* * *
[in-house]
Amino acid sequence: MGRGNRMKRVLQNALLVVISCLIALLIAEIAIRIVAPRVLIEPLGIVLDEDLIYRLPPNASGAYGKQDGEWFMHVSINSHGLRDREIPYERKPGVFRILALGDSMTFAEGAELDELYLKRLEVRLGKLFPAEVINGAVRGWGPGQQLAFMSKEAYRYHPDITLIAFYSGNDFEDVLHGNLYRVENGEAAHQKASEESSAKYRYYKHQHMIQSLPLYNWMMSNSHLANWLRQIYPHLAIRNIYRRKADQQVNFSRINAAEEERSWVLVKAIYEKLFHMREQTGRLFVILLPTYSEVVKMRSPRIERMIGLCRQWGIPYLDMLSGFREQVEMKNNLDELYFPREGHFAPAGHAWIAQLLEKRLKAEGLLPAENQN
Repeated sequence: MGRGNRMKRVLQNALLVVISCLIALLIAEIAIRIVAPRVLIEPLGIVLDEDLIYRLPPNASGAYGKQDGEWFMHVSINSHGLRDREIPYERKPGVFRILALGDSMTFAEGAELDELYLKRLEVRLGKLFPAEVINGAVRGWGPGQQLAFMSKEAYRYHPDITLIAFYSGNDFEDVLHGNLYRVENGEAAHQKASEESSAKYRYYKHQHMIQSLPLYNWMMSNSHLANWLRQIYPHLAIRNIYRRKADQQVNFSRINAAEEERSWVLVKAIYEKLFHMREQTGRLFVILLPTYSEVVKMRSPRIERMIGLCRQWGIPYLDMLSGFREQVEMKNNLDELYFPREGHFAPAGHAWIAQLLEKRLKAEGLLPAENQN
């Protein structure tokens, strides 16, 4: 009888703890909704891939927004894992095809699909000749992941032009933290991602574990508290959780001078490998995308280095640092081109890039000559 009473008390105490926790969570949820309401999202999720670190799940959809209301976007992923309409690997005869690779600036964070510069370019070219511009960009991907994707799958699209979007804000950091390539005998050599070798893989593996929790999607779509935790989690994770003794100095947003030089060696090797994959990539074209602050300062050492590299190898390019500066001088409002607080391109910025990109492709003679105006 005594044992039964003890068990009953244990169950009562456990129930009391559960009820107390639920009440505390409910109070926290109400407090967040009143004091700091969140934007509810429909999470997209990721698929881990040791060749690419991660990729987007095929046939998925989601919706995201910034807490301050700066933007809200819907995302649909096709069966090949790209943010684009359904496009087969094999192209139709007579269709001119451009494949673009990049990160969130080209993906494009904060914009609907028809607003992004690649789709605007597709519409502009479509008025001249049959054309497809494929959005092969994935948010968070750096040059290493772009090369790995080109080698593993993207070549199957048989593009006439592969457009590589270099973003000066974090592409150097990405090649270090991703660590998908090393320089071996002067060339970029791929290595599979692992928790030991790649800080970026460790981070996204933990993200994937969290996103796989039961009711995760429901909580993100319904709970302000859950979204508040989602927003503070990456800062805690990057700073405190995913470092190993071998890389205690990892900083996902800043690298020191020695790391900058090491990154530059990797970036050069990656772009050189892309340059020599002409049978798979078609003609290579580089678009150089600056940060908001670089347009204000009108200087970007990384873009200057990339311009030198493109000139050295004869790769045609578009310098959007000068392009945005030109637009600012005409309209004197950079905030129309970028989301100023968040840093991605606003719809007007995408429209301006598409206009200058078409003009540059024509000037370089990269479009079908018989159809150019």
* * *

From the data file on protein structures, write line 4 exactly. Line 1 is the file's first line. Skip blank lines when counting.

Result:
């Protein structure tokens, strides 16, 4: 009888703890909704891939927004894992095809699909000749992941032009933290991602574990508290959780001078490998995308280095640092081109890039000559 009473008390105490926790969570949820309401999202999720670190799940959809209301976007992923309409690997005869690779600036964070510069370019070219511009960009991907994707799958699209979007804000950091390539005998050599070798893989593996929790999607779509935790989690994770003794100095947003030089060696090797994959990539074209602050300062050492590299190898390019500066001088409002607080391109910025990109492709003679105006 005594044992039964003890068990009953244990169950009562456990129930009391559960009820107390639920009440505390409910109070926290109400407090967040009143004091700091969140934007509810429909999470997209990721698929881990040791060749690419991660990729987007095929046939998925989601919706995201910034807490301050700066933007809200819907995302649909096709069966090949790209943010684009359904496009087969094999192209139709007579269709001119451009494949673009990049990160969130080209993906494009904060914009609907028809607003992004690649789709605007597709519409502009479509008025001249049959054309497809494929959005092969994935948010968070750096040059290493772009090369790995080109080698593993993207070549199957048989593009006439592969457009590589270099973003000066974090592409150097990405090649270090991703660590998908090393320089071996002067060339970029791929290595599979692992928790030991790649800080970026460790981070996204933990993200994937969290996103796989039961009711995760429901909580993100319904709970302000859950979204508040989602927003503070990456800062805690990057700073405190995913470092190993071998890389205690990892900083996902800043690298020191020695790391900058090491990154530059990797970036050069990656772009050189892309340059020599002409049978798979078609003609290579580089678009150089600056940060908001670089347009204000009108200087970007990384873009200057990339311009030198493109000139050295004869790769045609578009310098959007000068392009945005030109637009600012005409309209004197950079905030129309970028989301100023968040840093991605606003719809007007995408429209301006598409206009200058078409003009540059024509000037370089990269479009079908018989159809150019």